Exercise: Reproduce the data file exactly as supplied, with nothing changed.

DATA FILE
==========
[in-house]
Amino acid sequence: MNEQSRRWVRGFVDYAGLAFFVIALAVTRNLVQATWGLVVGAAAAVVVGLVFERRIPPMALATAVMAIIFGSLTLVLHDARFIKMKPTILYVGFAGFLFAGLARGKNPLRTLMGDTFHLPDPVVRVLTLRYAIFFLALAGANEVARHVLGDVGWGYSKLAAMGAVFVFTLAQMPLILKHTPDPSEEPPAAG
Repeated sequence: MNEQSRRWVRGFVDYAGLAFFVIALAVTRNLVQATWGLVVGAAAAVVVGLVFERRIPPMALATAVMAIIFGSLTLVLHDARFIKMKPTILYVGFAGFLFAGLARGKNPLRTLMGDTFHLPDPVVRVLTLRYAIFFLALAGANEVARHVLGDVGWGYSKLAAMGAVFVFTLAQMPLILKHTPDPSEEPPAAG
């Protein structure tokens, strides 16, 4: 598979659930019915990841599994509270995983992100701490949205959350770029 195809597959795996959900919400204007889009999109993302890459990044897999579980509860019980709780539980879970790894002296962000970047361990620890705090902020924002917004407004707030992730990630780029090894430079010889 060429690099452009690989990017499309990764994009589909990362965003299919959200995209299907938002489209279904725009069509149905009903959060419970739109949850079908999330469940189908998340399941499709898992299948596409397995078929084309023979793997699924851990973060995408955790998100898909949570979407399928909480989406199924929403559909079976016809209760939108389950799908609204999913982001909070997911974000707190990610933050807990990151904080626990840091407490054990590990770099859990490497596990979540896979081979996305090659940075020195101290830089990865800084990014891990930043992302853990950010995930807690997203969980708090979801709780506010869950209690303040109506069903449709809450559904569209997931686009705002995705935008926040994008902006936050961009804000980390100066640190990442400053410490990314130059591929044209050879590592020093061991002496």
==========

[in-house]
Amino acid sequence: MNEQSRRWVRGFVDYAGLAFFVIALAVTRNLVQATWGLVVGAAAAVVVGLVFERRIPPMALATAVMAIIFGSLTLVLHDARFIKMKPTILYVGFAGFLFAGLARGKNPLRTLMGDTFHLPDPVVRVLTLRYAIFFLALAGANEVARHVLGDVGWGYSKLAAMGAVFVFTLAQMPLILKHTPDPSEEPPAAG
Repeated sequence: MNEQSRRWVRGFVDYAGLAFFVIALAVTRNLVQATWGLVVGAAAAVVVGLVFERRIPPMALATAVMAIIFGSLTLVLHDARFIKMKPTILYVGFAGFLFAGLARGKNPLRTLMGDTFHLPDPVVRVLTLRYAIFFLALAGANEVARHVLGDVGWGYSKLAAMGAVFVFTLAQMPLILKHTPDPSEEPPAAG
């Protein structure tokens, strides 16, 4: 598979659930019915990841599994509270995983992100701490949205959350770029 195809597959795996959900919400204007889009999109993302890459990044897999579980509860019980709780539980879970790894002296962000970047361990620890705090902020924002917004407004707030992730990630780029090894430079010889 060429690099452009690989990017499309990764994009589909990362965003299919959200995209299907938002489209279904725009069509149905009903959060419970739109949850079908999330469940189908998340399941499709898992299948596409397995078929084309023979793997699924851990973060995408955790998100898909949570979407399928909480989406199924929403559909079976016809209760939108389950799908609204999913982001909070997911974000707190990610933050807990990151904080626990840091407490054990590990770099859990490497596990979540896979081979996305090659940075020195101290830089990865800084990014891990930043992302853990950010995930807690997203969980708090979801709780506010869950209690303040109506069903449709809450559904569209997931686009705002995705935008926040994008902006936050961009804000980390100066640190990442400053410490990314130059591929044209050879590592020093061991002496």